The findings that trustworthiness judgments approximate the valence evaluation of faces are consistent with the findings from both patients with bilateral amygdala lesions (Adolphs, Tranel, & Damasio, 1998) and functional neuroimaging studies showing that the amygdala is involved in these judgments (Engell et al., 2007; Winston, Strange, O'Doherty, & Dolan, 2002). Specifically, both neuroimaging studies showed an increase in amygdala activation with decreasing facial trustworthiness. An increased response to untrustworthy faces is consistent with a prevailing view of the amygdala's function because highly untrustworthy faces may serve as threatening, negatively valenced stimuli in social interactions. However, when considering evidence that the amygdala also responds to positively valenced stimuli, we may expect an elevated response to highly trustworthy faces as well. We test this hypothesis by using faces from a wide range of perceived trustworthiness ratings. We created composite faces from the set used in Engell et al. (2007) to expand the range of perceived trustworthiness ratings.

The second goal of this study was to examine modulatory effects of spatial frequency information. There is evidence that perception of emotional expressions and facial identity is sensitive to different bands of spatial frequency information. Whereas perception of the former seems to depend on low spatial frequency (LSF) information (Schyns & Oliva, 1999), the latter seems to depend on both broad spatial frequency (BSF) and high spatial frequency (HSF) information (Nasanen, 1999; Costen, Parker, & Craw, 1996). This distinction is important because coarse LSF information may be carried through subcortical or magnocellular pathways to the amygdala. In fact, previous work on emotional expressions has shown that the amygdala response to fearful faces is driven mostly by LSF components (Vuilleumier, Armony, Driver, & Dolan, 2003; Winston, Vuilleumier, & Dolan, 2003), an effect that may confer an adaptive advantage for rapid or peripheral perception of fearful faces. LSF information about expressions may be carried through neurons in either subcortical (Hamm et al., 2003) or cortical (Bar, 2003; Pessoa et al., 2002) pathways.

To our knowledge, no neuroimaging studies have investigated spatial frequency modulation of amygdala activation to trustworthiness or other neutral face traits. In contrast to emotional expressions, which can be reduced to a few facial features (Whalen et al., 2004; Ekman, Friesen, & Ellsworth, 1972; Izard, 1971), trait judgments from neutral faces are more complex and not reducible to a few features (Todorov, Pakrashi, Loehr, & Oosterhof, submitted). Nevertheless, behavioral studies show rapid discrimination of neutral face trustworthiness (Willis & Todorov, 2006) and threat (Bar, Neta, & Linz, 2006). We, therefore, predicted that amygdala activation would better track face trustworthiness, which is rapidly detected, in the LSF and BSF components of the images compared with the HSF components.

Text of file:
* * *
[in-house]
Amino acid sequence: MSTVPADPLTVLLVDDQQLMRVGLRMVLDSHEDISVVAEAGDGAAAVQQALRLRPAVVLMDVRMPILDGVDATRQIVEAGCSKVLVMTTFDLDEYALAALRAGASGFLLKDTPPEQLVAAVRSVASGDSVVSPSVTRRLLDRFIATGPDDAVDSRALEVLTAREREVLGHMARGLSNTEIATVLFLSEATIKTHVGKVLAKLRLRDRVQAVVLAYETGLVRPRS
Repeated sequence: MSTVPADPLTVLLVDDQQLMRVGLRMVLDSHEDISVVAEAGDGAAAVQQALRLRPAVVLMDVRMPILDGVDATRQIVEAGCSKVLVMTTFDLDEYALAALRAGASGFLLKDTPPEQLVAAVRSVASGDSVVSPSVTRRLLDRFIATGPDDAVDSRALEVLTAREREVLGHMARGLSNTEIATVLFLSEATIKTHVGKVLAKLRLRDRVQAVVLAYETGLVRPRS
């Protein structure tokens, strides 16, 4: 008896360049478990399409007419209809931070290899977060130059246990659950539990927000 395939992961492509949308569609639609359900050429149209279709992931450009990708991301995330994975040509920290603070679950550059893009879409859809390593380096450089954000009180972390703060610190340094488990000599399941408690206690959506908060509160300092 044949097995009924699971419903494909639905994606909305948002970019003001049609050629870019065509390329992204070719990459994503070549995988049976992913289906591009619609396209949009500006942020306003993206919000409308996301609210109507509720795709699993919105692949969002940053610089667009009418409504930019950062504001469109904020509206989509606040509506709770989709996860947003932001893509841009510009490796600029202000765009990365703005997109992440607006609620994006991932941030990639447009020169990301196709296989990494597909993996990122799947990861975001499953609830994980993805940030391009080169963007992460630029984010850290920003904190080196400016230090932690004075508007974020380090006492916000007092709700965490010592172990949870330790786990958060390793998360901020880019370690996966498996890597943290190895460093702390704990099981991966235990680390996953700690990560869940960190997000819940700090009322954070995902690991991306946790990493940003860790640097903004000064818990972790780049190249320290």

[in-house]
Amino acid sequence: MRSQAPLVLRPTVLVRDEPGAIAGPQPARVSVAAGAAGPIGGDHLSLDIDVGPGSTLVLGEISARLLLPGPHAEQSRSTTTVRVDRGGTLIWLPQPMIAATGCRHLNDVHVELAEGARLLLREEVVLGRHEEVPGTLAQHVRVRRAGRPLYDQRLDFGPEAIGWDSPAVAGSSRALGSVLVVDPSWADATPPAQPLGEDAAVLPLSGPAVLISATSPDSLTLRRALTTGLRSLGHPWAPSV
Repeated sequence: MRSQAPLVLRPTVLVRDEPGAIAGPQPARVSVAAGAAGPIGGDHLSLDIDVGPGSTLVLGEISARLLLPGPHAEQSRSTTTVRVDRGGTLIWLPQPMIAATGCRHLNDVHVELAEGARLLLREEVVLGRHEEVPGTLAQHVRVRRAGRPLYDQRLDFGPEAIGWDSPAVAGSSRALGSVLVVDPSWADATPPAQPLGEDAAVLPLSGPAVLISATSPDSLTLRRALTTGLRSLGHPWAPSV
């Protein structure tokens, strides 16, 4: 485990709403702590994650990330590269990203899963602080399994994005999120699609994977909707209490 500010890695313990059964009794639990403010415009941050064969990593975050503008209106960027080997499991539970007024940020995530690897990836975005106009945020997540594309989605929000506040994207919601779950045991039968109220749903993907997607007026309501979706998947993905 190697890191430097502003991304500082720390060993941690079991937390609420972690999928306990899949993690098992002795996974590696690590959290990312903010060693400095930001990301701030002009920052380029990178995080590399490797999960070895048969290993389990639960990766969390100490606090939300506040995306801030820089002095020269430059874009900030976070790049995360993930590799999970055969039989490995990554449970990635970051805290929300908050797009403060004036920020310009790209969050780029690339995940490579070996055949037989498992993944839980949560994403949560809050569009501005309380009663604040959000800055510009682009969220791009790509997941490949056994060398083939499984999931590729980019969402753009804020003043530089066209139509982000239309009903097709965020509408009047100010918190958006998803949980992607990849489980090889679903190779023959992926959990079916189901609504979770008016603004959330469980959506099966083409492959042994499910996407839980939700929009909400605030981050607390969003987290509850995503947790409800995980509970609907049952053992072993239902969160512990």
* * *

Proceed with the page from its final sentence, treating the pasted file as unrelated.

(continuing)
METHODS

Stimuli

To create a set of facial images with an increased range of perceived trustworthiness, we composed novel faces from facial parts that had been rated on trustworthiness. Specifically, we started with a standardized set of neutral faces (Lundqvist, Flykt, & Ohman, 1998) that were used in the research of Engell et al. (2007). Each of the 66 faces (33 females) was divided into four facial parts (forehead, eyes, nose, and mouth), and each facial part was rated by 30 subjects on trustworthiness. Subjects were drawn from the Princeton University community and received course credit. Subjects were told to use their “gut instinct” to decide whether the person to whom the face segment belonged was trustworthy or not. The procedures are described in Todorov et al. (submitted). Based on the mean trustworthiness ratings, the facial parts were ranked according to their perceived trustworthiness for male and female faces. Then, facial parts with the same rank were combined to create a novel face with the constraint that these were parts of faces from the same gender. The final images were converted to grayscale and stripped of extraneous features, including hair. The edges of the faces were smoothed and blemishes were erased (Figure 1A and D).